Exploring Music Ch. 17-22

Flashcard maker : Margaret Bruce
octave
interval spanning 8 notes of the scale
half steps
the smallest interval used in Western music; divides the octave into 12 of these
whole step
two half steps
chromatic scale
made up of 12 half steps; used by Romantic-era composers to charge the music with emotion
diatonic scale
built on patterns of seven whole and half steps that form major and minor scales
sharp
#; a symbol that raises a pitch by a half step
flat
b; a symbol that lowers a tone by a half step
other scales used around the world include…
tritonic (three note patterns), pentatonic (five) and heptatonic (seven note patterns other than major and minor)
microtones
used by some world cultures; intervals smaller than half steps; used in scales from other cultures, like Indian ragas, that have extra-musical associations
key
a composition is set in the ___ of C major, so it is built around the central tone C, using harmonies formed by the C-major scale
tonality
basic harmonic principle at work in most Western music written from around 1600 to 1900
major scale
created by a specific pattern of whole (W) and half (H) steps (W-W-H-W-W-W-H); can be built with this pattern starting on any pitch
tonic
do; the ultimate point of rest
dominant
sol, represents the active harmony
minor scale
has a lowered third degree; very different mood and coloring; pattern is (W-H-W-W-H-W-W); may begin on any of the twelve tones of an octave
E to F and B to C
half steps; rest of the notes without sharps or flats are whole step
ragas
some music of India; the scale formations contain certain pitches that are heard only in one direction; have extra-musical associations, like w/certain emotions or seasons, etc.
tonic chord
built on the first scale tone; the home base to which active chords need to resolve; the three-note chord (triad) built on the first scale tone known as the I chord
active chords
the dominant on V and subdominant on IV (Amen); both resolved on chord I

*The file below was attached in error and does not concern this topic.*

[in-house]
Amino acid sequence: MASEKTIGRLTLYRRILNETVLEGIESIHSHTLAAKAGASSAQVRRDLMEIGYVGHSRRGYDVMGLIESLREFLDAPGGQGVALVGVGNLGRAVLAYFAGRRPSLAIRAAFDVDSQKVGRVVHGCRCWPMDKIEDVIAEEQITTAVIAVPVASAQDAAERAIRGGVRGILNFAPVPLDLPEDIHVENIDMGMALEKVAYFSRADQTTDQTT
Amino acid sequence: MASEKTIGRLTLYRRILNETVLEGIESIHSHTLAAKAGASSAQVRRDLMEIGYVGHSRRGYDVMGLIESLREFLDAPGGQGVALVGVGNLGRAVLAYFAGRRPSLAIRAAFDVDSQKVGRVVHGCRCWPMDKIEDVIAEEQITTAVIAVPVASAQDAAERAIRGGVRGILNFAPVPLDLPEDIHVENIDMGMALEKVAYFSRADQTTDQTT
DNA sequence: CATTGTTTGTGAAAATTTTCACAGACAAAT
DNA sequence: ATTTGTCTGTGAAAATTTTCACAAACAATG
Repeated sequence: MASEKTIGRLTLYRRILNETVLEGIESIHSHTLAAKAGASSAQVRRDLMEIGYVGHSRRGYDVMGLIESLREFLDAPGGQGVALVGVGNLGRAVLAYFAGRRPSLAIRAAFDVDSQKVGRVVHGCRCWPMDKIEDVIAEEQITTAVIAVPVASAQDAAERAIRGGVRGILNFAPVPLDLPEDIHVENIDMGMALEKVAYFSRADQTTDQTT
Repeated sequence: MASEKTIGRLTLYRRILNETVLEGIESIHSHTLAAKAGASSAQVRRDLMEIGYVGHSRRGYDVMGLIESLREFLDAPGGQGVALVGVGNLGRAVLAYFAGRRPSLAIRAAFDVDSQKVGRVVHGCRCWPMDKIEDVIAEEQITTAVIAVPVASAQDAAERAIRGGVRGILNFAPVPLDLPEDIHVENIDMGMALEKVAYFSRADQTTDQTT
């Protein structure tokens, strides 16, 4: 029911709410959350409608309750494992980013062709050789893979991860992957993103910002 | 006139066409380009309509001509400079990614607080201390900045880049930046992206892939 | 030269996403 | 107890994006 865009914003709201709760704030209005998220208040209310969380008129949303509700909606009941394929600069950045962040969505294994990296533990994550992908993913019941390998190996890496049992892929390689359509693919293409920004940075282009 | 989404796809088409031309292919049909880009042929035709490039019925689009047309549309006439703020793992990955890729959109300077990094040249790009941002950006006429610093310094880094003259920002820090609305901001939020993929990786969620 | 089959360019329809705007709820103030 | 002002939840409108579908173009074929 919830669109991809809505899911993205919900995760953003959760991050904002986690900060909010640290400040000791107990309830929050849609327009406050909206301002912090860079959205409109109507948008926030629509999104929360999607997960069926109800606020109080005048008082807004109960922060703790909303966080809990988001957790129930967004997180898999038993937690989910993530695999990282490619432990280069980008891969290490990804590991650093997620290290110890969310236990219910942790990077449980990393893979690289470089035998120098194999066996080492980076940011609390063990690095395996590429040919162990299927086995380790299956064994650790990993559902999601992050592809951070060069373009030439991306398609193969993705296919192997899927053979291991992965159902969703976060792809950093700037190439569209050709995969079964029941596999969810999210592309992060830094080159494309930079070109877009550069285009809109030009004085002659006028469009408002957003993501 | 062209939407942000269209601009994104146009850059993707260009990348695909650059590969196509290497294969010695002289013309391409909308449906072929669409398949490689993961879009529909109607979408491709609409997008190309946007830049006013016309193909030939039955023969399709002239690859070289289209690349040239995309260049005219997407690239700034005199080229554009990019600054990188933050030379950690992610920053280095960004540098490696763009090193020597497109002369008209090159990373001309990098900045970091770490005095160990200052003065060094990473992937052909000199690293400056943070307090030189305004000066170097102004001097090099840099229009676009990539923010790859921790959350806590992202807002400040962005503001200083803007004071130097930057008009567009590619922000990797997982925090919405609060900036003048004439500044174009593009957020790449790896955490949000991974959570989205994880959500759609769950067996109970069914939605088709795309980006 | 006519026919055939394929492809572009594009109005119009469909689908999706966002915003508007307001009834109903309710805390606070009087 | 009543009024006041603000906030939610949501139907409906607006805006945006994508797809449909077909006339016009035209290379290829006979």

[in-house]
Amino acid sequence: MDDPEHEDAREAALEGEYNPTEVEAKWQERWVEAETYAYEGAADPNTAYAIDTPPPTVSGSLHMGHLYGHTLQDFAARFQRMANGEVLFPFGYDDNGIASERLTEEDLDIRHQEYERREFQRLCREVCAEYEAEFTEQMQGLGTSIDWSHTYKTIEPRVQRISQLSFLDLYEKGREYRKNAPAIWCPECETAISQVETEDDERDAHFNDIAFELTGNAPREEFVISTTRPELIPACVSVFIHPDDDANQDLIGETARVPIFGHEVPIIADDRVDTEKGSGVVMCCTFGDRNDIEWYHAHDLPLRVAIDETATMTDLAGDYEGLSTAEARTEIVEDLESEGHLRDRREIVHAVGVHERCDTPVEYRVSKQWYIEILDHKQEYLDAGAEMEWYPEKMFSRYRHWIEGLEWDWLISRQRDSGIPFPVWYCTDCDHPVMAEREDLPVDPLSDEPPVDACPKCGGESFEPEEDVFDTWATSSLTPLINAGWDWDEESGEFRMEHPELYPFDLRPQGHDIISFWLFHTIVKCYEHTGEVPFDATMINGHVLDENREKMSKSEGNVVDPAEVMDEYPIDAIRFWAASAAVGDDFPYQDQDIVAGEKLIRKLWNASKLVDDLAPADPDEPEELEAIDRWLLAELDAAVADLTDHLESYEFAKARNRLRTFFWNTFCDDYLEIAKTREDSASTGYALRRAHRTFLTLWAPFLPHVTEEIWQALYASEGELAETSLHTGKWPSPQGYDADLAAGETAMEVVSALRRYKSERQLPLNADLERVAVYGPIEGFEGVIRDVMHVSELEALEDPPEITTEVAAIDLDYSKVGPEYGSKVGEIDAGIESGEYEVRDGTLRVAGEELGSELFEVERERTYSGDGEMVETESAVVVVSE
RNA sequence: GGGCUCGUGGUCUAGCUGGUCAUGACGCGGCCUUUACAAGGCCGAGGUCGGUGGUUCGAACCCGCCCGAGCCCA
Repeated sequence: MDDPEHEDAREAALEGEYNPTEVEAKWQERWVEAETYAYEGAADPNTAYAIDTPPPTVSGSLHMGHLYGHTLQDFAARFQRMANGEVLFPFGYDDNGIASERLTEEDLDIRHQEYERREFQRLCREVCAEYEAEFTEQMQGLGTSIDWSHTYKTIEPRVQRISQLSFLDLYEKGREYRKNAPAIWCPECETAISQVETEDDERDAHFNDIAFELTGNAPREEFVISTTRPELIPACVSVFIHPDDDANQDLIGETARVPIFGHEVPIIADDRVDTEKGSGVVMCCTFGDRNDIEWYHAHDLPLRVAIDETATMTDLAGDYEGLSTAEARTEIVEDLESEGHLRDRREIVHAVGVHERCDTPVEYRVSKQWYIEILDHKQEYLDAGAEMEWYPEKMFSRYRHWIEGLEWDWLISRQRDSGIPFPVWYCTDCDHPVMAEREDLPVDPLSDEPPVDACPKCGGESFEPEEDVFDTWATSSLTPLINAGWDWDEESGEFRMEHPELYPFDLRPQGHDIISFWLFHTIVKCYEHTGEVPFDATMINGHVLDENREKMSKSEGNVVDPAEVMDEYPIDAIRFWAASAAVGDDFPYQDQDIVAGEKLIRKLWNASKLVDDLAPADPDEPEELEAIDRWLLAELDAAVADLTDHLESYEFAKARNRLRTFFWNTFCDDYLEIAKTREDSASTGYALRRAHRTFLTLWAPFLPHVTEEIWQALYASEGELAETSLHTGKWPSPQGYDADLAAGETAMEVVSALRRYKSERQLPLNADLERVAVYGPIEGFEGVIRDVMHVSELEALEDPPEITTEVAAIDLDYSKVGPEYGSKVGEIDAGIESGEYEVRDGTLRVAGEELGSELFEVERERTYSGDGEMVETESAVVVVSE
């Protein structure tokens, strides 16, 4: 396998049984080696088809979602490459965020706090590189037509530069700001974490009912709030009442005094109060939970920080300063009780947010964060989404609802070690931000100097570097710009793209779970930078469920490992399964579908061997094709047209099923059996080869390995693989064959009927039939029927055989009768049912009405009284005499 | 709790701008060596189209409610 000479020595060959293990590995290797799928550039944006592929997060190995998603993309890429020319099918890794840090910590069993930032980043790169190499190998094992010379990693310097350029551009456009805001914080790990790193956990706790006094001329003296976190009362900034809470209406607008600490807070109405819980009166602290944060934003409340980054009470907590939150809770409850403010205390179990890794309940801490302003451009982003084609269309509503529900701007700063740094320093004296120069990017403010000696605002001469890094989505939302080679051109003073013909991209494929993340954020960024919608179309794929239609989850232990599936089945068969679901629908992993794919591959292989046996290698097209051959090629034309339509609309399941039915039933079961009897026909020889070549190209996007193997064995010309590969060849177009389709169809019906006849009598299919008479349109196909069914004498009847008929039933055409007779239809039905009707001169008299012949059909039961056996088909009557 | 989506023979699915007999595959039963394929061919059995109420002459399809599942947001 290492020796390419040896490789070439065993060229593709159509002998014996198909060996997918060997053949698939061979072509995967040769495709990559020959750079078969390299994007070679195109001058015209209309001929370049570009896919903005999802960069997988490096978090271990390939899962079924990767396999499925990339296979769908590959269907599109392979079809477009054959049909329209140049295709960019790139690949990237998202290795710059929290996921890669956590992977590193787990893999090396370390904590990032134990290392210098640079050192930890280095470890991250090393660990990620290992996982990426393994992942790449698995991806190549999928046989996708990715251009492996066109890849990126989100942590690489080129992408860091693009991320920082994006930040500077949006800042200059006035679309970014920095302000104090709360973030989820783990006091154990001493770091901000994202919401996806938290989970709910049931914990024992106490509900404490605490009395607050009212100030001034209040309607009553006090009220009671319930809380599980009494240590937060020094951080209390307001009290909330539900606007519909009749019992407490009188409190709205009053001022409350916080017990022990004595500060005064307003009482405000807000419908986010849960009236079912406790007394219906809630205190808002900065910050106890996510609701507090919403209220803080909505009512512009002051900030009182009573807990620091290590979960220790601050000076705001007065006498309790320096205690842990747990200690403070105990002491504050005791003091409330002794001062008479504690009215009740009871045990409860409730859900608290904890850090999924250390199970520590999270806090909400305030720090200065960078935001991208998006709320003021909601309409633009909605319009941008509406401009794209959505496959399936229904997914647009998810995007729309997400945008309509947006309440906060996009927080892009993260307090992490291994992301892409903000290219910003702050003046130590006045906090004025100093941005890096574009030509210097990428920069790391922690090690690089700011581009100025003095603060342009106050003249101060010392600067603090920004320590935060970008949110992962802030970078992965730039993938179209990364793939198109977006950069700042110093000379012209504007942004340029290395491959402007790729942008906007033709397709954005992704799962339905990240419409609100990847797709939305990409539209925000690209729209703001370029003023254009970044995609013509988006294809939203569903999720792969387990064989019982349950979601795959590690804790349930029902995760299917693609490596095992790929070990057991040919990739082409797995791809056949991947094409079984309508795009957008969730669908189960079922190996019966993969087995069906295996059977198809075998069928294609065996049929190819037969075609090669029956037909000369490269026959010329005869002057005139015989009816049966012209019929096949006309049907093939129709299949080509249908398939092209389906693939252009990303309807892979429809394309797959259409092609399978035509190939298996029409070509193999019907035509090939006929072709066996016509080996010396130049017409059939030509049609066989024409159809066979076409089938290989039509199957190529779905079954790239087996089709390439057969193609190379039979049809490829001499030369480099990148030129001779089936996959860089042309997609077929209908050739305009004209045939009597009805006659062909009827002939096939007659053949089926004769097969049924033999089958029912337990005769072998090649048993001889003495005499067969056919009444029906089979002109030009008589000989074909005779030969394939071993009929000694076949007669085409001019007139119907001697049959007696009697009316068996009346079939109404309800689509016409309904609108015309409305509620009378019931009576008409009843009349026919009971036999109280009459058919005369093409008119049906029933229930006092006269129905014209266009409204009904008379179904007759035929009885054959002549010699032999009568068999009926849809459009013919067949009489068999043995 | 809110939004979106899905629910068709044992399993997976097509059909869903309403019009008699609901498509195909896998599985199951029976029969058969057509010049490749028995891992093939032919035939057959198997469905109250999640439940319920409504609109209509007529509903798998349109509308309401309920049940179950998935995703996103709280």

transposition
when composers shift the pitch level of an entire work
modulation
when composers change the center, or key, during a work
composers change the key, or modulate, during a piece to…
create tension and drama
Baroque era
1600-1750 (ended with the death of Bach); a time of turbulent change in politics, science, and the arts; also a time of religious wars (Protestants vs. Catholics) and of exploration and colonization of the New World; era of absolute monarchy
the Baroque era saw the rise of…
middle-class culture, with music-making centered in the home, church, and at the universities; art portrayed scenes of burgeois life
collegium musicum
a group at the universities where music-making centered; still functions on many campuses today
in the New World, music served religion through…
the singing of psalms, important to both Protestants and Catholics
role of the artist
creative artists played a variety of roles in Baroque society; some famous painters were also ambassadors and friends of princes; composer also a priest; artists usually functioned under royal or princely patronage or were employed by a church or city administration; in all cases, artists were in direct contact with their public
monody
a new style introduced during the Baroque era; features a solo song with instrumental accompaniment
monody was developed by…
groups of writers and musicians (such as the Florentine Camerata) to recreate the musical-dramatic art of ancient Greece
figured bass
notated harmony with this; a shorthand that allowed the performer to supply the chords through improvisation
basso continuo
the bass part; often played by two instruments (harpsichord and cello, for example)
major-minor tonality system
established in the Baroque era; a shift to a simpler style based on a single-line melody and less complex harmonies; the thrust to the keynote, or tonic, became the most powerful force in music
equal temperment
tuning system established in the Baroque era; allowed instruments to play in any key without any unpleasant sounds
early Baroque music…
moved more freely